Speak, Memory

An artist contemplates Cuba's mid-century utopian hopes

"Everything happens to me too early or too late," laments the hero of Memories of Underdevelopment (1968), Cuban director Tomás Gutiérrez Alea's masterpiece about a bourgeois playboy with intellectual aspirations, who chooses to stay behind in Havana when his estranged wife and family fled Castro's revolution for Miami. Inconsolable Memories, Canadian artist Stan Douglas's brilliantly seductive film installation at the Studio Museum in Harlem, imagines a future for Alea's hero up to the controversial 1980 Mariel boat lift, which sent a new procession of Cuban exiles to the shores of Florida.

This time our hero, Sergio, a black architect, is 38 years old in 1980; years earlier, he had watched as his wife Laura and best friend Pablo (both white) abandoned the country for points north. Pablo, upon leaving, gave Sergio his 1956 Cadillac Eldorado; Laura left him her family's penthouse apartment, a mid-century modernist palace where he spends time brooding over his failed relationships with women and gazing through a telescope at downtown Havana. We witness these assorted departures and ruminations (shot in velvety black-and-white) through fragmentary flashbacks, whose sequence keeps changing as the loops on two synchronized 16mm projectors switch on and off. The result: existentialist characters compelled to relive moments whose meanings are continually shifting.

At one point, Sergio lands in prison; it took multiple viewings before I understood the reason. (The sometimes-blurry sound didn't help; it seemed both the result of a technical glitch and part of an artistic strategy to frustrate comprehension.) Later (or is it earlier?), Sergio gets himself invited into his old apartment by its current inhabitant, a comely woman wearing a polka-dotdress Laura mistakenly left behind.

This installation is accompanied by a series of beautiful, large-scale color photographs Douglas has taken on recent trips to Cuba. Many focus on the "adaptive reuse" of buildings whose original purposes have been sacrificed to more pressing needs. Bank lobbies have become parking lots; movie theaters are carpentry workshops; one corner of a private home sells sandwiches and drinks; an elegant villa now houses a refrigerator-repairshop. Numerous contemporary photographers have found inspiration in Havana's picturesque ruins, where a variety of temporalities intersect: the remnants of a former colonial playground, the utopian hopes of mid-century, and the present-day austerities that threaten to reduce it all to rubble. Devoid of nostalgia, Douglas's deeply sober pictures reward the patient examination that teases out these multiple perspectives.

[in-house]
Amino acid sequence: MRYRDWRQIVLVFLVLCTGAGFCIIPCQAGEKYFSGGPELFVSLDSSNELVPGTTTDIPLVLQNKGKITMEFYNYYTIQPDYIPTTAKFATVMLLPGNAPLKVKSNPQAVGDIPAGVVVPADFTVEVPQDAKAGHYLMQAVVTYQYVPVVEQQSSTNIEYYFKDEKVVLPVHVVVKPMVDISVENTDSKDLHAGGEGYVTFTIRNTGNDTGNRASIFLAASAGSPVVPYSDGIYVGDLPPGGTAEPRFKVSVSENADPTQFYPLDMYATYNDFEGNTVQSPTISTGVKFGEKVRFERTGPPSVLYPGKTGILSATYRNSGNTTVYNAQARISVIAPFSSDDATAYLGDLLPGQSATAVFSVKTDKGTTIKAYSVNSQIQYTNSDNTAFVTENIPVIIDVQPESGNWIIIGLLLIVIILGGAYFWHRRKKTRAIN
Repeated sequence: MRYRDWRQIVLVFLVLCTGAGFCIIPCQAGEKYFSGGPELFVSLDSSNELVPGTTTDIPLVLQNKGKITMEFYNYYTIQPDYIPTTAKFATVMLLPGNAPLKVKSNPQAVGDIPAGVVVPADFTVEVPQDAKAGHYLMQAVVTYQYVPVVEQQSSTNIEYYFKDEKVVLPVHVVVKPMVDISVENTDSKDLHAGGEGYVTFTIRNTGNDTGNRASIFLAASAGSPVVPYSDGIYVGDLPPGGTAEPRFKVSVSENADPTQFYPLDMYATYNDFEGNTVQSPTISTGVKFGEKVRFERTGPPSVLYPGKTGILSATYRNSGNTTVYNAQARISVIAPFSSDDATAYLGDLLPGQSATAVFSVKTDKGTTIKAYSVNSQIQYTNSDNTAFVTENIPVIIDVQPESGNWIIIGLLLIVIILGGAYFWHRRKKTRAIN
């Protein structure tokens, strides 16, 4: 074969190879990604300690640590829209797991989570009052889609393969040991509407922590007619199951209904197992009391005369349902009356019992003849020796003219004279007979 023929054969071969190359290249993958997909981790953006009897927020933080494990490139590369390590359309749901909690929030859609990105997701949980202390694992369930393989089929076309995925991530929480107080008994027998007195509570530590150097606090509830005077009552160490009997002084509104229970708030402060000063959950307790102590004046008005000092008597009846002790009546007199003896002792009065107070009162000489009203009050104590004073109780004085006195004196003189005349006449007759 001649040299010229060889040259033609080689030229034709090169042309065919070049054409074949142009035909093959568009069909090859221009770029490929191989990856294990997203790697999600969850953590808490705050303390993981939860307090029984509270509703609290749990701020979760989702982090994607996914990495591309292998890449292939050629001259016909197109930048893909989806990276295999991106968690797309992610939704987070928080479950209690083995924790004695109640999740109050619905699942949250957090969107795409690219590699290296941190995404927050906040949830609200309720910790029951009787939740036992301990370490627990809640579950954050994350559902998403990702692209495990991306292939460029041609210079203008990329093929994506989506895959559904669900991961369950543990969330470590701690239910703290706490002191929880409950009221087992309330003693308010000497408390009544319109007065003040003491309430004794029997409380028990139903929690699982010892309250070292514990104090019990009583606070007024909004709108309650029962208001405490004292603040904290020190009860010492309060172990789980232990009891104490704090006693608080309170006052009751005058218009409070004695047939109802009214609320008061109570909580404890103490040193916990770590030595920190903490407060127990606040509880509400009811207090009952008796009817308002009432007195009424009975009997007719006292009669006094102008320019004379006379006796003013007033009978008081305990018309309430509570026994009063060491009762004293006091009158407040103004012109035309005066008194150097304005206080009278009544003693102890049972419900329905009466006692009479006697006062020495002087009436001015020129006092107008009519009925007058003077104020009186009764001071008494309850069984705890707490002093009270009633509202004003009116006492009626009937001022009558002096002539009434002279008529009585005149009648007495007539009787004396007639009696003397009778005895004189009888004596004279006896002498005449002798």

In relation to his film, they also pose the question: Is the adaptive re-use of human beings and their emotions possible? Freud—and Proust, who would appear to be Douglas's muse—would say that's what we do whenever we fall in love: We harness that old feeling and bring our memories of past affections to bear upon the person standing before us. (One beautiful woman in a polka-dot dress is as good as another.) The revolution promised an eternal present, but people like Sergio had trouble adjusting—they were glad to see the old order go, but unwilling (or unable) to marry the moment. And everything in Inconsolable Memories—from its patently faked cinematic backgrounds to its characters trapped in time, to its own status as a kind of cinematic remake—agrees with them.

When was it exactly that living with perfect attention to the present moment became impossible? I'd like to blame it on certain late-capitalist phenomena: cell phones, iPods, pagers, and BlackBerries. But reel-to-reel tape recorders work just as well in Douglas's film as devices of alienation. And really, you'd need to go much further back—to a time before the first photographs were taken, or even before the first words (those signifiers of absence) were spoken.

Speaking of quasi-utopian pasts, it would seem truly churlish not to mention my esteemed colleague Fred W. McDarrah's wonderfully absorbing show, "Artists and Writers of the 60's and 70's," at Steven Kasher Gallery (521 West 23rd Street) through January 6. McDarrah was the primary photographer at this paper during its first 30 years. Over 100 vintage prints from his archives show assorted scene makers—from a boyish Bob Dylan to a wizened old Marcel Duchamp—getting down, getting arrested, getting naked, and making art. Where is the downtown of yesteryear? Will it come again?

 
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